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Plumb- vs. Square-cut Rafter Tails

Wunderbar | Posted in Expert Exchange Q&A on

Im building out my 3′ roof overhang with exposed rafters and curious on opinions of .

Plumb is easier for the gutters but i like the look better of square on exposed rafters. Do square cut ends resist rot better as they probably see less water?


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  1. plumb_bob | | #1

    Depending on the detailing of your fascia and gutters, neither type should be prone to water exposure or rot. Putting gutters on a square cut could be a pain.
    I like the plumb cut with a second level cut at the bottom so the tail forms a 90 degree, but this is just a personal preference.
    You will be adding soffits to the underside of the rafters?

  2. Expert Member
    Michael Maines | | #2

    I usually prefer the look of square tails or fascia but it depends on the project. You can hang a half-round gutter off a square fascia but they handle less water for a given size than a K-style gutter.

    Either way they are vulnerable to rot if you get enough wind-blown rain. I like to protect exposed (or applied) rafter tails with a small fascia. From the ground it looks about the same as having no fascia.

  3. walta100 | | #3

    You don’t need no stinking gutter.


    1. Expert Member
      MALCOLM TAYLOR | | #4

      My neighbour harvests 60,ooo gallons of rainwater from their roof each year.

      1. Expert Member
        Michael Maines | | #6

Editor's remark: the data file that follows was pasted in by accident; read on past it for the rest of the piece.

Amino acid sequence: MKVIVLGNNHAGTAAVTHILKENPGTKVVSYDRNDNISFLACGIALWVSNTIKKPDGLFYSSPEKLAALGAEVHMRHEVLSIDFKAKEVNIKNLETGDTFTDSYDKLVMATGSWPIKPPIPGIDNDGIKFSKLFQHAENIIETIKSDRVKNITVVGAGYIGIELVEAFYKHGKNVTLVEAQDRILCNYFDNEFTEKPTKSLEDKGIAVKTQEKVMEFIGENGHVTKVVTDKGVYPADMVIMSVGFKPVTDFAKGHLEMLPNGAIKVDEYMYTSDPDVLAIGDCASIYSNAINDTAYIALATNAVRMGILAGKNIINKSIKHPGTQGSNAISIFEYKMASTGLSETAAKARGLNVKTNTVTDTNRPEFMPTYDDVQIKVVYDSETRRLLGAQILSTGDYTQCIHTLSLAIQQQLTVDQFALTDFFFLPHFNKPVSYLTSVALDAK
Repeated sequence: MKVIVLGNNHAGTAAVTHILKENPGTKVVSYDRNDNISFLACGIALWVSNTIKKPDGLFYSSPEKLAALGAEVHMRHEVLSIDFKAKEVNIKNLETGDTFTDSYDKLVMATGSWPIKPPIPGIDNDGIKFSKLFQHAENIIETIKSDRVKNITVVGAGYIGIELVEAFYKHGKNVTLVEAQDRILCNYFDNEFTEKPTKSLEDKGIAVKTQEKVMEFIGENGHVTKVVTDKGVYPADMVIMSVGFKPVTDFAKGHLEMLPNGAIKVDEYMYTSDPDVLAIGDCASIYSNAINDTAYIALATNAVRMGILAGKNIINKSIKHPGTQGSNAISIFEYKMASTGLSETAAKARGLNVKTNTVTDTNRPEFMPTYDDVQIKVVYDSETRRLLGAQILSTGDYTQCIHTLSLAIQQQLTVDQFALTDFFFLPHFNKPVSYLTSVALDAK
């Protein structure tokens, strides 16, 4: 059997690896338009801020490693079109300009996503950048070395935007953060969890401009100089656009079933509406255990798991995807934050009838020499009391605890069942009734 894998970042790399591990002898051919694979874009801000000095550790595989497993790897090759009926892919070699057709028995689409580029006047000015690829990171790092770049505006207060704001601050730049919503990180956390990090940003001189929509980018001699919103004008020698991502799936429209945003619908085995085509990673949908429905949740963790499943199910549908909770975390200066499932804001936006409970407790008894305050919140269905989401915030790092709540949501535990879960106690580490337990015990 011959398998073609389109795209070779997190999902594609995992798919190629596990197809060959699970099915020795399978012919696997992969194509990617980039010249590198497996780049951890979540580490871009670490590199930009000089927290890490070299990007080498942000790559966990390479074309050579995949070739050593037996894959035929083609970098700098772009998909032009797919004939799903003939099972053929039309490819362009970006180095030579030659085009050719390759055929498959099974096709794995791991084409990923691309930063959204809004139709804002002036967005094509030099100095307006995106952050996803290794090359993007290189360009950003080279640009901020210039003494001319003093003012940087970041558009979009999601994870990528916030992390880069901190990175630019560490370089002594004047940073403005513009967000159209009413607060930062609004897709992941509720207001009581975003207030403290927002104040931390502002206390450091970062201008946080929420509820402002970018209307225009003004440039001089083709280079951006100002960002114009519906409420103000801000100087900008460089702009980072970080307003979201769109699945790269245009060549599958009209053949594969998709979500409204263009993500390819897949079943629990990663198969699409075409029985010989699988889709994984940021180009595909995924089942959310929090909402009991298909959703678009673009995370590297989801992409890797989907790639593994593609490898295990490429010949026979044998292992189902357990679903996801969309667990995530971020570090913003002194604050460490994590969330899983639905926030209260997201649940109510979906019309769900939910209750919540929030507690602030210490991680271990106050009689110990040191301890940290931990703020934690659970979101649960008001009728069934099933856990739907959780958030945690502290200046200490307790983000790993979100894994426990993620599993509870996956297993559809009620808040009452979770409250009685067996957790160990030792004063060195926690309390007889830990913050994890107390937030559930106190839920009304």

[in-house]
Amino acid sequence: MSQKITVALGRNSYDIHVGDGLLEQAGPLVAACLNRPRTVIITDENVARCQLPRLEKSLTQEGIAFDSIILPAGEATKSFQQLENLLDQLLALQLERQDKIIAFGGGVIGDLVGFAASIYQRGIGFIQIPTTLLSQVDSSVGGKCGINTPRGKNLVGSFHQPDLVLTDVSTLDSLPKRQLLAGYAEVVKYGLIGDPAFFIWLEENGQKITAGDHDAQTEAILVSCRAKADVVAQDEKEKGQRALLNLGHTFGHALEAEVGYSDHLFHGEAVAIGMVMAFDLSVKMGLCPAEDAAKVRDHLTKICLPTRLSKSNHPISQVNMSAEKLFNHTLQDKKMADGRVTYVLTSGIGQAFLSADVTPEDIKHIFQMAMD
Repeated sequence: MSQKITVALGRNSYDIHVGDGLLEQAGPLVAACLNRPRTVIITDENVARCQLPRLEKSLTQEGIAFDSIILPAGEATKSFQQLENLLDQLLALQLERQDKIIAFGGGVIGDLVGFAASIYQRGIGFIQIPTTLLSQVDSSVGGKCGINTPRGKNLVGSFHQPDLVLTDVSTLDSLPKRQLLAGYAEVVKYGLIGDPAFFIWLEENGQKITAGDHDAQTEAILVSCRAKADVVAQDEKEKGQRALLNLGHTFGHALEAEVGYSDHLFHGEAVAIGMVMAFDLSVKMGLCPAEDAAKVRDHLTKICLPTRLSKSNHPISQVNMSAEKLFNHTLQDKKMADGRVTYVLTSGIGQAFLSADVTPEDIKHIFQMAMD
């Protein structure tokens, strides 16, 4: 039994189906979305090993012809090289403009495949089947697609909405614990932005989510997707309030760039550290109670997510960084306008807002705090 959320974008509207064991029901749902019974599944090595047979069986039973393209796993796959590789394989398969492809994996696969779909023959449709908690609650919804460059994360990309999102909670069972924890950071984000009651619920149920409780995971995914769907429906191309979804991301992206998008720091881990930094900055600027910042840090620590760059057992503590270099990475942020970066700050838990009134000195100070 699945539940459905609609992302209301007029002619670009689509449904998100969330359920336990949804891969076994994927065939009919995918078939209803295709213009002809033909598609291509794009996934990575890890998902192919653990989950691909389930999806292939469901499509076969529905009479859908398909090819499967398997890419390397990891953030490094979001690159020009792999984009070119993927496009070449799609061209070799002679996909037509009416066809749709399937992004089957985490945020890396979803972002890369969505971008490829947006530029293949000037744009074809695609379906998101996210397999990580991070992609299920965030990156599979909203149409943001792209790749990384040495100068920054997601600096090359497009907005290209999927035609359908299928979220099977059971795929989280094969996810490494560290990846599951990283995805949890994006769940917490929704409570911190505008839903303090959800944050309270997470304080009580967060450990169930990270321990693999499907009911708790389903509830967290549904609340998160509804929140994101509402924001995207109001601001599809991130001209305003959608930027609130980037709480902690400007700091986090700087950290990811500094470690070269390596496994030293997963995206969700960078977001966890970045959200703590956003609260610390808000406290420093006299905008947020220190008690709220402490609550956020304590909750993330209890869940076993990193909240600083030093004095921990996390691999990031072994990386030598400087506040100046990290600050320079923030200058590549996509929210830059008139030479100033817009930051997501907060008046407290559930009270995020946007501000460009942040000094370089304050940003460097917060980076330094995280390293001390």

Here in the land of ice and snow, and lots of trees, gutters are often more of a problem than a solution. Every year I reset my mother-in-laws' gutters after snow shears them off. It gets old.

        1. Expert Member
          MALCOLM TAYLOR | | #7


          You must move!

        2. Expert Member
          BILL WICHERS | | #8

          Easy solution: Form some gutters from 1/8" stainless steel sheet, bolt them to the rafter tails with lag screws. No more sheared off gutters :-) No more squished gutters when placing an extension ladder, either...

          I've never had gutters shear off from snow load before. You must have some serios snowfalls in your area!


          1. plumb_bob | | #9

            Sounds like a combination of gutters and metal roof.
            My criteria for not having gutters would be deep roof overhang (3' min) and all entrances under a gable, not the pitch of the roof. And landscaping that can handle the water line from the roof.

          2. Expert Member
            Michael Maines | | #10

            I think we get more ice in Maine than most places. Add deep, wet snow and a steep metal roof and sliding snow is like an avalanche. If the gutters are located below the plane of the roof, that helps, but it's not always possible. I have spec'd heavy-gauge stainless or galvanized steel but owners and builders prefer seamless gutters; piecing gutters together always results in leaks, eventually. I have done heavy-gauge copper cutters that are soldered together. $$$. I've also done wood gutters, which are ideal in many ways, except they require annual maintenance which nobody will do.

  4. plumb_bob | | #5

    I was just in Prince Rupert, where they get about 9' of rain a year, much of it with wind. Gutters are a good idea in this location.

  5. davidsmartin | | #11

    At our house in Maine we have one gutter, over the door so we don't get drenched on rainy days. Every fall we remove it for the winter, reinstalling in the spring. It is a low roof and just snaps in, making it a three minute chore.

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